Now it should be said that the results found on the ANA website are not going to be a perfect match for what United will let you book. ANA does a good job telling you what seats a Star Allaince carrier is making available as an award. But United then filters availability with some parnters on certain routes. So while Thai Airways might be offering an award seat from London to Bangkok, United might reply “not available.” They make it sound like Thai isn’t offering it, when in reality United just refuses to pay for it.
United uses a system called StarNet for booking these awards, and agents are only supposed to book what comes up there. Used to be that you could still grab an available seat via a ‘manual sell’… The agent sends a message to the partner carrier asking them for the award seat, and then it would come back confirmed, bypassing United’s filtering in StarNet entirely. But that’s exceedingly rare these days, as customer service reps are no longer supposed to do it.
I find the biggest problems with United’s filtering to be on Lufthansa, especially routes within Europe, and also premium class long-haul on Thai. They really don’t need to do much filtering with Singapre, as those seats are hard enough to come by on their own! (Although I’m always surprised by how much business class availability on Singapore is out there, and how frequently I can find a single seat in First… It’s that second seat on the same flights that’s so often vexxing.)
Still, the ANA tool is an excellent starting place, and tells you what flights to ask for when calling United. Doing the work for the agent on the other end of the phone is one of the absolute keys to finding the award seats you want.
It’s also helpful to know when to look for seats. United in particular releases seats both early and late. Check 5+ months out, check a couple weeks before departure, check 2-3 days before departure. Now, if you’re like me you look obsessively more often. And revenue management will release seats at various times. The idea for the airline is to offer as awards those seats they’re confident won’t be sold, and at the same time ensure that customers don’t book award seats that they’d otherwise purchase with cash.
Some seats get released when schedules are loaded 330 days out. But the ‘I called 330 days out and the seats were already gone!’ complaint misses the point. There may not have been any seats released yet. And just because seats aren’t available, doesn’t mean that they won’t become available.
At least until United’s premium cabin availability shrinks dramatically (and perhaps even then) with the introduction of their new business and first class cabins, it’s pretty much a lock to be able to find premium class transpacific flights days before departure.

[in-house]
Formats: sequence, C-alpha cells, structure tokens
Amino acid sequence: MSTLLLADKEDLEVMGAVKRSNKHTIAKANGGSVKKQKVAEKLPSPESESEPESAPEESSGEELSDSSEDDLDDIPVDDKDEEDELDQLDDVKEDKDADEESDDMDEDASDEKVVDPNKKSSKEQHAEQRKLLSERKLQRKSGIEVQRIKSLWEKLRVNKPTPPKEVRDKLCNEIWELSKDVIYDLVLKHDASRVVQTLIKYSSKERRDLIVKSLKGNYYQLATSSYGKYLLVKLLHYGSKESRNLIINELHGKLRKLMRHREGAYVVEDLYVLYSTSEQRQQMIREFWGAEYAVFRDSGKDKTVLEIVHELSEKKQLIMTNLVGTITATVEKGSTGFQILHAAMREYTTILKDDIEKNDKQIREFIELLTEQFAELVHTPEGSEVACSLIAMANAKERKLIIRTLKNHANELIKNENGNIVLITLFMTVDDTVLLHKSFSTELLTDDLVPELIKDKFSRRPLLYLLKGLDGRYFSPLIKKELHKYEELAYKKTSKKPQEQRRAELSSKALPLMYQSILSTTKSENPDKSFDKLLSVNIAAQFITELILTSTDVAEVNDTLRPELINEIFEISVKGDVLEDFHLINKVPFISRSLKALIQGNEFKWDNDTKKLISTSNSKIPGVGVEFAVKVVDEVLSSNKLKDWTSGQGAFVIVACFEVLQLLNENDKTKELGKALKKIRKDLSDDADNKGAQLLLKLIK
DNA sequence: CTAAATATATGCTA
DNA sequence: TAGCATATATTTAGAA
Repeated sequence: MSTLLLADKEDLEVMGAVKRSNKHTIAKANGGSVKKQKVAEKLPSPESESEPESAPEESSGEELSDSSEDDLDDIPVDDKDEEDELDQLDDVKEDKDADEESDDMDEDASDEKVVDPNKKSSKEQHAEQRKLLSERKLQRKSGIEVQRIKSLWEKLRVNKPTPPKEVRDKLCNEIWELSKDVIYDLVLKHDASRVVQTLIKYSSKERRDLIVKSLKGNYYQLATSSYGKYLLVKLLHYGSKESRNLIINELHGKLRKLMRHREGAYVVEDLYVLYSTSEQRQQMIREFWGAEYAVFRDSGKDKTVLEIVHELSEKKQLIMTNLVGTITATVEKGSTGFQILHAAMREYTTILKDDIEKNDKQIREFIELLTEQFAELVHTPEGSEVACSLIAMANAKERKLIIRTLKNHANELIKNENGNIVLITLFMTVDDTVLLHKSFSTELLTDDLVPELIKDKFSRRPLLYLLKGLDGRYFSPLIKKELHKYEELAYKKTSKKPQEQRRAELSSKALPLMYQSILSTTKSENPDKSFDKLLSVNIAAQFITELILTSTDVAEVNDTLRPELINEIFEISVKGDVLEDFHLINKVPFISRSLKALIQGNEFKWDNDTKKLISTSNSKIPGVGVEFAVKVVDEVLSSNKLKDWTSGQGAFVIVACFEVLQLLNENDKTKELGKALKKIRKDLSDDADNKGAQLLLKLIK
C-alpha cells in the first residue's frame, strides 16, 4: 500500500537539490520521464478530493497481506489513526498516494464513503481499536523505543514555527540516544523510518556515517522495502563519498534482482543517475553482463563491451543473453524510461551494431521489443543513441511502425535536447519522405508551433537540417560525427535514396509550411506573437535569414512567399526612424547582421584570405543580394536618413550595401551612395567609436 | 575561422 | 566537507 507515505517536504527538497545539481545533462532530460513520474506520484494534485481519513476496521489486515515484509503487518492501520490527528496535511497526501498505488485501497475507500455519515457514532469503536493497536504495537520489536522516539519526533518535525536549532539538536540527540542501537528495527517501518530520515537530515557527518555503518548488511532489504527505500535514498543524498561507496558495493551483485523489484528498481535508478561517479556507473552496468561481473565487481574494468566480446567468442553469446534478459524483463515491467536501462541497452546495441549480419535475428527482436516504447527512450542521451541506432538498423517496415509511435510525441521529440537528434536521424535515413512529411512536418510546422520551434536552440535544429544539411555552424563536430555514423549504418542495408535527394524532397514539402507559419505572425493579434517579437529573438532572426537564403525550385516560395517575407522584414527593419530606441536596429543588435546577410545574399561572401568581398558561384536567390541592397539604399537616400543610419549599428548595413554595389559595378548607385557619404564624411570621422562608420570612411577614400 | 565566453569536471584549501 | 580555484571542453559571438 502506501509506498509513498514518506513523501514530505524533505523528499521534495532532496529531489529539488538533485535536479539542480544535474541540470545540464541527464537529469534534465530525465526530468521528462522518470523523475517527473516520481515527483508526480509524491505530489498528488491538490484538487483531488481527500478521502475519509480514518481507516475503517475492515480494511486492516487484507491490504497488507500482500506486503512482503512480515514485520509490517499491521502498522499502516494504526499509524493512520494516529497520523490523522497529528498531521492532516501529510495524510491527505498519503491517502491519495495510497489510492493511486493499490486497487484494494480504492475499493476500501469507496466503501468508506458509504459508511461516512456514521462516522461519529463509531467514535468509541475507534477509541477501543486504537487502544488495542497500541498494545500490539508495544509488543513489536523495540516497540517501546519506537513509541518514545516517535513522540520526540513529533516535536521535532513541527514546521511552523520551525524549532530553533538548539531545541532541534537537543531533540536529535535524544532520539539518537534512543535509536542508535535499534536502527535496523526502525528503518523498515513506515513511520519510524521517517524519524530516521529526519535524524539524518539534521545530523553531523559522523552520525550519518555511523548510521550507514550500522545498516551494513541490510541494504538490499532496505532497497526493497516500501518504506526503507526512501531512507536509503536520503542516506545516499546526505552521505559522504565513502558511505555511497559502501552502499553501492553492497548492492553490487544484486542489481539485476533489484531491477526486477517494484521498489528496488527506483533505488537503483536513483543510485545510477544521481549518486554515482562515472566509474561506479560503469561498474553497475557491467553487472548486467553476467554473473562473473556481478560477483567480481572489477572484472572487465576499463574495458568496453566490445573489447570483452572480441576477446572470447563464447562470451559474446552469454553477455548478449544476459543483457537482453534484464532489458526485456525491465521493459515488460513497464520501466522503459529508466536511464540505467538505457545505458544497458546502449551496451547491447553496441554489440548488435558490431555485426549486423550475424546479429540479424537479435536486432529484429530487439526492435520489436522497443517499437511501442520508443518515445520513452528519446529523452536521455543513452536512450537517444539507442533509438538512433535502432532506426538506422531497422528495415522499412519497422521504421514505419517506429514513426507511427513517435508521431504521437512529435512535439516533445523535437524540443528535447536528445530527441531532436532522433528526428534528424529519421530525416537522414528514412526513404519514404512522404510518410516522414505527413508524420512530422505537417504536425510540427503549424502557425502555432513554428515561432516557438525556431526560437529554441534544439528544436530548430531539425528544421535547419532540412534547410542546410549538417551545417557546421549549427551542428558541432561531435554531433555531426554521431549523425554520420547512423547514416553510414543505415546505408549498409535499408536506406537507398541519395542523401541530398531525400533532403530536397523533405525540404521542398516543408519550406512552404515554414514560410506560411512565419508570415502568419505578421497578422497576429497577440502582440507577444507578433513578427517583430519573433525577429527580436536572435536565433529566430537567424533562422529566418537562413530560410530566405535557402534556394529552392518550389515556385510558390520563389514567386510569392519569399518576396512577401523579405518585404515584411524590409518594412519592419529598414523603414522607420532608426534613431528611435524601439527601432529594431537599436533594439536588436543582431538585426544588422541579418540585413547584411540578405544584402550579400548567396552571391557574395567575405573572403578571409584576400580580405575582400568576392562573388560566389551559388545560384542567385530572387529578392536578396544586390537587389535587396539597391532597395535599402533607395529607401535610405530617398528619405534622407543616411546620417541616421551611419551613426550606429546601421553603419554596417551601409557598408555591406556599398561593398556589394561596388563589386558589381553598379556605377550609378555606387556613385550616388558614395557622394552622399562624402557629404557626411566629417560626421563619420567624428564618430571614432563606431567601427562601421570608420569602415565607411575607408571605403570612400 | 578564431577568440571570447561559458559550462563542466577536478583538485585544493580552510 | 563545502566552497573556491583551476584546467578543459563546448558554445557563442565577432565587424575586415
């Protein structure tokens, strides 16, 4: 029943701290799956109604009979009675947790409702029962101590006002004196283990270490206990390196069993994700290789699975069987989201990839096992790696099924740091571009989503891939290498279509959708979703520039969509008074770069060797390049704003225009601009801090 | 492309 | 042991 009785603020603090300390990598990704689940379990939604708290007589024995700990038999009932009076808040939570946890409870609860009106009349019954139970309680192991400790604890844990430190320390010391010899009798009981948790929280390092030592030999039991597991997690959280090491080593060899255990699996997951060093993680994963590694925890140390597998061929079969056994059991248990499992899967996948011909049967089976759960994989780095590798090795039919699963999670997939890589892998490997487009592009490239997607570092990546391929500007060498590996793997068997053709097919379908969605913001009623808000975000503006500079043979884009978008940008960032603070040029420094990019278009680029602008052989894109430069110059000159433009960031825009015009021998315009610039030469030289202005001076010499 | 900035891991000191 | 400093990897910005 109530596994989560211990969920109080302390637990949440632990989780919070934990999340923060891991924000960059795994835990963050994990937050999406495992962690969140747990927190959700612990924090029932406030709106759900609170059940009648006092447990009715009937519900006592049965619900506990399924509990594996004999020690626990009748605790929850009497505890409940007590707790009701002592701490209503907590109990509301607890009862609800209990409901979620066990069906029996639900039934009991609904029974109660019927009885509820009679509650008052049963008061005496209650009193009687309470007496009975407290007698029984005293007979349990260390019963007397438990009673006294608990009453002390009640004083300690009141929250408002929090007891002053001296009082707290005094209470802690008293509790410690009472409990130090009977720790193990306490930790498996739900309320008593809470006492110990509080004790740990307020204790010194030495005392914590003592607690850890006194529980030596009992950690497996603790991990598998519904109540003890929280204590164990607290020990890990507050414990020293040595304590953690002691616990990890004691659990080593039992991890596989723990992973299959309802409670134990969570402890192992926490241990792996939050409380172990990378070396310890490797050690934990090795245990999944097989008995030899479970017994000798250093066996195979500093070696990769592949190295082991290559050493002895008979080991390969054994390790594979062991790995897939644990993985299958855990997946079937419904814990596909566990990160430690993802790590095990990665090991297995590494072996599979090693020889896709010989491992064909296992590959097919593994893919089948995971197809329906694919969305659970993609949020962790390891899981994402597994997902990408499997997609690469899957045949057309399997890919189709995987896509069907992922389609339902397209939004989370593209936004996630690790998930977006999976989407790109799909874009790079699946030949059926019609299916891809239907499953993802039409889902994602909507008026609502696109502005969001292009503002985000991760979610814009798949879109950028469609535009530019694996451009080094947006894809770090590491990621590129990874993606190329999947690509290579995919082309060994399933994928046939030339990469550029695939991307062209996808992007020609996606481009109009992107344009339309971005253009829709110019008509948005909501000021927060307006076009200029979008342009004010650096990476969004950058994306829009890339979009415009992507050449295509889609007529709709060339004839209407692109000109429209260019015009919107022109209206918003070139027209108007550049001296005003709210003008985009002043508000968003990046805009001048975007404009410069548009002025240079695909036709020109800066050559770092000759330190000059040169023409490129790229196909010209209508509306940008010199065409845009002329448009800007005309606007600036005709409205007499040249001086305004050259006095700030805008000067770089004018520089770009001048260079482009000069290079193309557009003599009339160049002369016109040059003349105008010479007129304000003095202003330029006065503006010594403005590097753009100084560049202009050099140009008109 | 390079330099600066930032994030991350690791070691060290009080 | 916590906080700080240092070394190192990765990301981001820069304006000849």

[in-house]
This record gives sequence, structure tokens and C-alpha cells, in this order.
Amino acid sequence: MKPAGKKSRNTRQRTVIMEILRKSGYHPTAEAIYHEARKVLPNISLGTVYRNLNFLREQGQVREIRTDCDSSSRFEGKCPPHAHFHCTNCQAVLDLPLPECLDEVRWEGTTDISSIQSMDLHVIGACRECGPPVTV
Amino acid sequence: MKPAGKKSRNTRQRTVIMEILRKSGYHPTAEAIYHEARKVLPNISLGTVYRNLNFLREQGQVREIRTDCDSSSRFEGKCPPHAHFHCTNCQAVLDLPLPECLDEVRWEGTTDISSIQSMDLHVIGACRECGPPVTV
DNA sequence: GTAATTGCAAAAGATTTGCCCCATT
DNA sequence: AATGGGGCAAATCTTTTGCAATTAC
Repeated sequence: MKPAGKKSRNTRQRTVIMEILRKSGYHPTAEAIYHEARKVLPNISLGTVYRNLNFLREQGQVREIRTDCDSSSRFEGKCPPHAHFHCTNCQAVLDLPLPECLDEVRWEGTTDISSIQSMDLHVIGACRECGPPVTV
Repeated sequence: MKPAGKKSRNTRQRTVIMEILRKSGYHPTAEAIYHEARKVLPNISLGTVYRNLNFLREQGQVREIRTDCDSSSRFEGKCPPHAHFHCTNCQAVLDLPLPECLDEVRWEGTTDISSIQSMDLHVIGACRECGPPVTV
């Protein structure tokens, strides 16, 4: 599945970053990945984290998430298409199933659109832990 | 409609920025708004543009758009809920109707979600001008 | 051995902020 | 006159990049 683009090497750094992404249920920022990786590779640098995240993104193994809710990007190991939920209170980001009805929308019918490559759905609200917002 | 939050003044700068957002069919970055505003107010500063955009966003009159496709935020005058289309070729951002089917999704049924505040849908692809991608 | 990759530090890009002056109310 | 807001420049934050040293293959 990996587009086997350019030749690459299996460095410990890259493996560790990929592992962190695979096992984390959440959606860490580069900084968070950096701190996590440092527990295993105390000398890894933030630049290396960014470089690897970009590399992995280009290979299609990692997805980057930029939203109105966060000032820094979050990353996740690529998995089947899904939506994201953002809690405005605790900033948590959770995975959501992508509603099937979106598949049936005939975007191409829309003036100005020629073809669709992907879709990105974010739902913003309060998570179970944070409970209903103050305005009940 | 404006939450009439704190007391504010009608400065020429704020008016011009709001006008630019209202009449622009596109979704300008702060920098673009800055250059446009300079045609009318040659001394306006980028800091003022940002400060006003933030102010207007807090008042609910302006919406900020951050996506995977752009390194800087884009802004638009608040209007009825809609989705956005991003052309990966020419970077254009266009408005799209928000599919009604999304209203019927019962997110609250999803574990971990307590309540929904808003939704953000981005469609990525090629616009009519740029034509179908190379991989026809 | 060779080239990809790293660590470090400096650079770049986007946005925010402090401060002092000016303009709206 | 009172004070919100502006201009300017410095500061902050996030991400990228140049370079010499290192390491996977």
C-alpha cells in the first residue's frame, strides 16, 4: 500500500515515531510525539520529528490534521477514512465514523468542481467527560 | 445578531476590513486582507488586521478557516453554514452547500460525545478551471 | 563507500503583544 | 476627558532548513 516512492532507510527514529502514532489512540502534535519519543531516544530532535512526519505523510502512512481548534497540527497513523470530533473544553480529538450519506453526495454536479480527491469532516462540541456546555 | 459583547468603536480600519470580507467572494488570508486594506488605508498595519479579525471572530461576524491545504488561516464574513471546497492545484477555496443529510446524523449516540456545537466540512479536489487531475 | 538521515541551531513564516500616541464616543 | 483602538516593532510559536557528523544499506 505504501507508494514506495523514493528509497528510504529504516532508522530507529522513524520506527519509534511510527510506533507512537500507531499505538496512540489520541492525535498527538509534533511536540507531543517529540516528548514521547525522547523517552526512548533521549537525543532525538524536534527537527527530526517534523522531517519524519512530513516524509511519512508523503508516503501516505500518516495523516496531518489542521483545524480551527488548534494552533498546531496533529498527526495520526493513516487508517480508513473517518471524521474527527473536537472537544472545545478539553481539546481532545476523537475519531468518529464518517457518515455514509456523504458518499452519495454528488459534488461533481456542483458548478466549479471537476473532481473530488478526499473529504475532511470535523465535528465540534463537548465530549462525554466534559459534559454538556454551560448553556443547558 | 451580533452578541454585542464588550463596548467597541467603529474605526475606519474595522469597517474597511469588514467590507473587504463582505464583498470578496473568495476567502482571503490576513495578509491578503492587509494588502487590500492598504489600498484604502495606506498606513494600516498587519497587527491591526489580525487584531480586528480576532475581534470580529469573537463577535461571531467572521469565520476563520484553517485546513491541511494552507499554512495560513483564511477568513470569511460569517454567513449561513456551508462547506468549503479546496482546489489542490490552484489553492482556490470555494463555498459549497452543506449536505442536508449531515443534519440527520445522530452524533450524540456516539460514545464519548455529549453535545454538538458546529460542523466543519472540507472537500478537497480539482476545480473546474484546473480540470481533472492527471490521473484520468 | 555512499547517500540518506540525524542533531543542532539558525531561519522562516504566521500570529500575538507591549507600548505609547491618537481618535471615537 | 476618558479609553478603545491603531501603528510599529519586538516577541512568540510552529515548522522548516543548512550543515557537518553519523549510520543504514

This isn’t true with all airlines. In some cases, once seats have been booked, no more will be released, even in the case of an empty cabin. But United definitely dumps unsold seats into award inventory very frequently in the days leading up to a flight.
Check it yourself — search for international first and business class 2-3 days forward on various transpacific routes and you’ll be shocked at how easy they are to get.
Ok, fair enough, you don’t want to wait to plan a spur of the moment vacation. But you don’t have to. Just plan the best itinerary you possibly can when you’re doing your initial booking and “trade up.” Look for better seats. Maybe you found an undesireable routing, or you only found coach. Book it, lock in your trip, and then call back to make a change. Unless you’re a United 1K you’ll have to pay $100 per ticket, but it’s a fee I’d find worth it to go from coach to 3-cabin first for a day of flying in each direction.
A co-worker recently came to me for help on a transpacific trip. He was having no luck talking to United. We found some coach seats (what he was looking for) for a transpacific trip, on his preferred carrier even. Then I said “you’re so close to enough miles for business class, consider booking the coach ticket and go earn the difference in miles then re-ticket later.” He signed up for a United Visa (see here and here regarding the business visa), will soon have the points he needs from the signup bonus, and will be in a position to trade up later.
With 60,000 points for coach and 90,000 for business to Asia (just 15k more each way, and that gets you all the way from the US East Coast to just about anywhere in Asia!), the premium cabin represents one of the best values out there in award redemption.